Then i saw a different IFA & felt better with this guy. I was advised at the time to go the S&S ISA route rather than a pension. This was also because i was looking to buy my first house so he said that if i needed the money it'd at least be available.

    I paid him 100 to set it up with 100 monthly payments & then he or one of his team i guess decide where that 100 goes based on my attitude to risk which we went over. They decide when to keep it where it is, when to move it elsewhere etc etc.



    Now i know to many on here that is a criminal offence, but for some unknown reason, many people on here don't seem to listen when i say i have literally no clue where to begin with investing. It's all well & good these people knowing what they're doing, but i don't.

    So all i do is give up 100 per month. I'm not actually managing it.

    Yeah sure i may be able to do better myself but i have no confidence in that at all.




    Still, based on what i've read lately & also what has been said here about it, i'm thinking more of withdrawing that money & slipstreaming it into my workplace pension and having that as my sole retirement plan.

    • zagfles
    • By zagfles 17th Mar 17, 8:50 PM
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    zagfles
    Right i'm at home on my PC now so i can reply to it better.

    Regards my S&S ISA ... i knew i needed to do something for retirement. I was about 28 & had nothing in place. I understood bank accounts & savings accounts perfectly fine, chasing rates etc but i didn't understand S&S ISAs at all. Where to invest, when to move the money, so on & so forth, even after reading plenty & getting books from the library to try & learn more.

    So i went & saw an IFA. I wasn't impressed.

    Then i saw a different IFA & felt better with this guy. I was advised at the time to go the S&S ISA route rather than a pension. This was also because i was looking to buy my first house so he said that if i needed the money it'd at least be available.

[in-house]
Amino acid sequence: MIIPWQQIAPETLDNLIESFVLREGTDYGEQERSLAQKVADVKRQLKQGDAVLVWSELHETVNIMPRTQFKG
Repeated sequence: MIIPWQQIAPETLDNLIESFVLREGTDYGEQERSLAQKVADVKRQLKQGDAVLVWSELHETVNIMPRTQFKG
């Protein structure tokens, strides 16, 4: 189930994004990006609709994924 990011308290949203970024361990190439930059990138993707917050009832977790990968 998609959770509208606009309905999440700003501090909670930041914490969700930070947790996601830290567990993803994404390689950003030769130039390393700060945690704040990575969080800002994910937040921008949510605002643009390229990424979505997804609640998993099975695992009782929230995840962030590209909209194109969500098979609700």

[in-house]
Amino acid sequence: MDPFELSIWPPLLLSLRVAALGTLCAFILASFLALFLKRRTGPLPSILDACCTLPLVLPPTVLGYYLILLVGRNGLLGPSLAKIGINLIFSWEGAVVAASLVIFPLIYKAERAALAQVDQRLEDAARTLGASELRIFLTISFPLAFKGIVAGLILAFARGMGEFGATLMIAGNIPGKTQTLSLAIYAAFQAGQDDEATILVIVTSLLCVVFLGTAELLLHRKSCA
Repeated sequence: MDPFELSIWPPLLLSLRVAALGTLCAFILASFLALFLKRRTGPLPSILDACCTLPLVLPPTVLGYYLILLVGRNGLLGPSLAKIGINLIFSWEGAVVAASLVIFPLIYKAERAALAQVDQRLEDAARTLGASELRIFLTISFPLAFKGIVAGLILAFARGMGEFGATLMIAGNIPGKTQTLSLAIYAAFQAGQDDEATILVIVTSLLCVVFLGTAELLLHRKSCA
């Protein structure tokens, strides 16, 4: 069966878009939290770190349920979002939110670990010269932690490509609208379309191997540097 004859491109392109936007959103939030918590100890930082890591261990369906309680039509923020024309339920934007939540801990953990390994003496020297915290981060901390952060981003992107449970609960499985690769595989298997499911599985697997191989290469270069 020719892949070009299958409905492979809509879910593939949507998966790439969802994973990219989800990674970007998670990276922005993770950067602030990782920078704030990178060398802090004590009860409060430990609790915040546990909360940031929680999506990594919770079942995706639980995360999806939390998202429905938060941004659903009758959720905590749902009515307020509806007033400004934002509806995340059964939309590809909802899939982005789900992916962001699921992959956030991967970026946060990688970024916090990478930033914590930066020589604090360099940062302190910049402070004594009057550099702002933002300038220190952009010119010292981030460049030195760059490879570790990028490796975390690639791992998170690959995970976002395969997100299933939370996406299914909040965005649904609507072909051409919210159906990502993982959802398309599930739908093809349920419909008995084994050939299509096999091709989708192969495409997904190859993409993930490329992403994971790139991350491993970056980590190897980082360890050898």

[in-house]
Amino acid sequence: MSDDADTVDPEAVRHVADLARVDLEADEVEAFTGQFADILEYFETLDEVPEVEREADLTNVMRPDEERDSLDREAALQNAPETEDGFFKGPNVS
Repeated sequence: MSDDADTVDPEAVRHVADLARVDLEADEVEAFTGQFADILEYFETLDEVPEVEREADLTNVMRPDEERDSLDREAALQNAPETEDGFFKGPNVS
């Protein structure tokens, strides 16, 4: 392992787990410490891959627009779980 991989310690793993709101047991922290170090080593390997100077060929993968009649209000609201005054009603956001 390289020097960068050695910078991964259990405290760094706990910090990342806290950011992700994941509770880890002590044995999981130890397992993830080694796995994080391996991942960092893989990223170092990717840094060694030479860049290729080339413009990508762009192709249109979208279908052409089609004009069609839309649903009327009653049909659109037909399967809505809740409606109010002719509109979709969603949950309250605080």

I paid him 100 to set it up with 100 monthly payments & then he or one of his team i guess decide where that 100 goes based on my attitude to risk which we went over. They decide when to keep it where it is, when to move it elsewhere etc etc.



    Now i know to many on here that is a criminal offence, but for some unknown reason, many people on here don't seem to listen when i say i have literally no clue where to begin with investing. It's all well & good these people knowing what they're doing, but i don't.

    So all i do is give up 100 per month. I'm not actually managing it.
    Originally posted by JustAnotherSaver
    You don't have to manage it! You can get the IFA to. Why are you thinking that you need to manage your own pension if you have an IFA to manage your ISA? IFAs do manage pensions, you know! They can also advise you re the workplace pension (and should be doing so).
    • JustAnotherSaver
    • By JustAnotherSaver 17th Mar 17, 9:02 PM
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    JustAnotherSaver
    You don't have to manage it! You can get the IFA to. Why are you thinking that you need to manage your own pension if you have an IFA to manage your ISA? IFAs do manage pensions, you know! They can also advise you re the workplace pension (and should be doing so).
    Originally posted by zagfles
    I don't...? You've lost me totally. Where did i say that i thought an IFA couldn't manage my pension? I'm not trying to be difficult here but i'm wondering if you've read my post?